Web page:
I sit on the top step each morning and pull on boots.
Each morning for the past five weeks, I sit looking into the chilly stairwell that leads down to my front door. I tug the laces of the first boot. When I have tied the laces, I place along the baseboard of the landing the slipper I just removed.
Taking off the other slipper, I store it next to its partner. I pull up my sock to make it easier to work my foot into the second boot. I tug at those laces and tie them securely.
I am ready to grip a nearby door jamb and stand on the top step where I have just been sitting.
I am not yet ready to gather up the satchel where I keep a pair of dress shoes for my work day. First I need to open the coat closet in the hallway and find my blazer among the other jackets. Then I curve my fingers to hold the sleeve ends of the sport coat as I slide my arms into the thickness of a down parka.
Are my gloves in that satchel with the dress shoes? Most likely. No need to put them on yet because I will need to dig out my apartment keys from the pockets of my topcoat when I get downstairs and out the front door.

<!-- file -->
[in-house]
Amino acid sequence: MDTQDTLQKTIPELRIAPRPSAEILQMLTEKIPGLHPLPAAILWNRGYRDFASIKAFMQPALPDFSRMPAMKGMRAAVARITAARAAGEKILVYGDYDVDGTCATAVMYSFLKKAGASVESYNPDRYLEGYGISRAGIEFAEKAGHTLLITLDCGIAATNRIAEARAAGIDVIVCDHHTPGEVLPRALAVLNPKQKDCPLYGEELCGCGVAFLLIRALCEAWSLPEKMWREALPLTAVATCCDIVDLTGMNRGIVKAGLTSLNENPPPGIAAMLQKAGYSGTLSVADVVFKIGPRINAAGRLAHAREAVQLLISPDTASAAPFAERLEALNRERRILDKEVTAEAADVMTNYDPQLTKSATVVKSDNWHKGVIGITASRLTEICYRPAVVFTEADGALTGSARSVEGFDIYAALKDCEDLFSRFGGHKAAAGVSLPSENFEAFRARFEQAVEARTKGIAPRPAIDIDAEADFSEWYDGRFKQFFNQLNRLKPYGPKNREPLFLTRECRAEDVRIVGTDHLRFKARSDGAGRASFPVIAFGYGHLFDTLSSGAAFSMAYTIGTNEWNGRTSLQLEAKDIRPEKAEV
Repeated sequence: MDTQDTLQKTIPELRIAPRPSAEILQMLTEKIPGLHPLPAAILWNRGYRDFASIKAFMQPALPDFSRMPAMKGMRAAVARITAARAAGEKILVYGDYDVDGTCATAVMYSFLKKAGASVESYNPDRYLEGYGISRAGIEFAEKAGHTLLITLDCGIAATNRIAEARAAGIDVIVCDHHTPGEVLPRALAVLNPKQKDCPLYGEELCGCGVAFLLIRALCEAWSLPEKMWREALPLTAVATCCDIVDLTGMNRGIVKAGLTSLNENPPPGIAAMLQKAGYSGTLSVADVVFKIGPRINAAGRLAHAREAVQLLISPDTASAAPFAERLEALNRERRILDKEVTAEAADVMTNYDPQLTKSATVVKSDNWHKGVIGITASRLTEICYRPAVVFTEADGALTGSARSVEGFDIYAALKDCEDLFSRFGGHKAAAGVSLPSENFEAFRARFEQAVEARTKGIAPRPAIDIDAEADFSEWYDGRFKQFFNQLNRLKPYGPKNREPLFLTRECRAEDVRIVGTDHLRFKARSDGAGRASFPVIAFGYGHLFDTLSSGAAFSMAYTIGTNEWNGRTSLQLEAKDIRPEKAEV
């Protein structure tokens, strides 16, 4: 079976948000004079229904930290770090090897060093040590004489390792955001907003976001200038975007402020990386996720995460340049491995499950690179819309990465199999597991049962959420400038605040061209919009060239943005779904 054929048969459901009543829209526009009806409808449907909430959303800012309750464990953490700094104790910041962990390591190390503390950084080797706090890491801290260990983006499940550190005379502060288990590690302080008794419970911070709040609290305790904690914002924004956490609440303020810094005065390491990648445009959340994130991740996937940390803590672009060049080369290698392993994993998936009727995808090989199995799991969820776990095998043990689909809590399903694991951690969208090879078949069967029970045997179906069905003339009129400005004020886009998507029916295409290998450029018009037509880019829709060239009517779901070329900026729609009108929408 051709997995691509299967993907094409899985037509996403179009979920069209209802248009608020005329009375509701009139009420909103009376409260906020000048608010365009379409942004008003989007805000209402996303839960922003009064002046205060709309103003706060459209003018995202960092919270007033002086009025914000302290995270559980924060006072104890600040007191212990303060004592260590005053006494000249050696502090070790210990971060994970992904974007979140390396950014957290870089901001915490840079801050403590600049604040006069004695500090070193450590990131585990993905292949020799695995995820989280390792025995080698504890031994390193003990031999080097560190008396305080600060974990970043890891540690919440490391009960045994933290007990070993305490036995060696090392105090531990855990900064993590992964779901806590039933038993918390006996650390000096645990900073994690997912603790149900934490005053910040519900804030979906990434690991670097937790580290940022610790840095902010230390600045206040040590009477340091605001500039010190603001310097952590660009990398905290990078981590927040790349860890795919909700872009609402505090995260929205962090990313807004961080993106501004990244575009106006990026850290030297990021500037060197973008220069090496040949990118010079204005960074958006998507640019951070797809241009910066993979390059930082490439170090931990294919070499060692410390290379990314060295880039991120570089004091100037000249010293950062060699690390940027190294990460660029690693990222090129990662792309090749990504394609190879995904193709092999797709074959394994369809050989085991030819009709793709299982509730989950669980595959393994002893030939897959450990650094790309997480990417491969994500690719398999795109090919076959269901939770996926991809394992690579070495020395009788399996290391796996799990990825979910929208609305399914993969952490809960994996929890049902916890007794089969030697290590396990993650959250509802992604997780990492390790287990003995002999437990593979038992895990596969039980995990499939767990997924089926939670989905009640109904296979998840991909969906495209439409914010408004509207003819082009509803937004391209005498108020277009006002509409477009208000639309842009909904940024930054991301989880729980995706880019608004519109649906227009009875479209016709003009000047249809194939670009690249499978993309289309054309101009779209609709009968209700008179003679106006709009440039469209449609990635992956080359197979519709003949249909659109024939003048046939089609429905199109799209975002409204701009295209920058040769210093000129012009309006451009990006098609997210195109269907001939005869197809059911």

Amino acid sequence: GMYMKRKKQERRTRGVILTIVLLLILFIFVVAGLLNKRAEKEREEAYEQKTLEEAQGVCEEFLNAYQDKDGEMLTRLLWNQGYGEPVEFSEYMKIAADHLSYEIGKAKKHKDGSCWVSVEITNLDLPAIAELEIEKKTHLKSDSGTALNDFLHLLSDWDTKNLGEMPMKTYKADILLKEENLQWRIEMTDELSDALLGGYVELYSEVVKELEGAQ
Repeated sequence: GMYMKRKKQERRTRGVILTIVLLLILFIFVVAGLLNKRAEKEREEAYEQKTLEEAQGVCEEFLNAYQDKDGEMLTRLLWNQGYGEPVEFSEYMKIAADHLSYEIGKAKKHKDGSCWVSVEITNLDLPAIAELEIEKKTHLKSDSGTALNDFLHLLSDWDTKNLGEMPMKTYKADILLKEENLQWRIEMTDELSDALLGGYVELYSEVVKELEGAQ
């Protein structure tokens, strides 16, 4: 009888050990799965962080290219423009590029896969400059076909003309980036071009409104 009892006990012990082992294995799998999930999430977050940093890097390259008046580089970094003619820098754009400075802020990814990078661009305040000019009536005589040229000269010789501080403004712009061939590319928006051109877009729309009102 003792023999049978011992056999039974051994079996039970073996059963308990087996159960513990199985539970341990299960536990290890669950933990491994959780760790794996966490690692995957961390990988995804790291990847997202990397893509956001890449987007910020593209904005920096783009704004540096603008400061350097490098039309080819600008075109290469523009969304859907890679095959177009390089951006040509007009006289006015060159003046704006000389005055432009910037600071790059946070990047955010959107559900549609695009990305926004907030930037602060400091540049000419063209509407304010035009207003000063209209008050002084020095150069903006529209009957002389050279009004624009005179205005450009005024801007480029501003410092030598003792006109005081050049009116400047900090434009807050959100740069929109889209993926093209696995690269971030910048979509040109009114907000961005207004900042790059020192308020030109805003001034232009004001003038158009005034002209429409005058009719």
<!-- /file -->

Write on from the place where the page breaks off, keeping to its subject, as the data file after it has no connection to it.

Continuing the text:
On the bottom landing I step around the rubber pails positioned to catch drips from an ice dam above that stairwell. Some mornings I know to pick up a long-handled snow brush to clean the roof of my car. Some mornings I scoop a mug of ice melt to help make the walk to my car a safer one. A scraper is waiting for me on the backseat of my car in case a dusting of snow is hiding a coating of ice on the windshield.
When I get home from work ten hours later, I will need to reverse a lot of the steps I just outlined. I will likely have inched my car between two others in the parking lot, listening to the crunch of ice beneath my tires. I will have looked up at the windows of my second-floor apartment, some of them curtained with icicles.
When the evening begins and the kitchen is steamy with prep for dinner, I will not be wondering what I wonder at other times these past five weeks: Why have I written so little? Why have I read less than usual, making paltry progress in library books that have already been renewed once? Why am I getting to bed well before ten o’clock some weekday evenings?
Mornings come early in an historic winter in historic New England.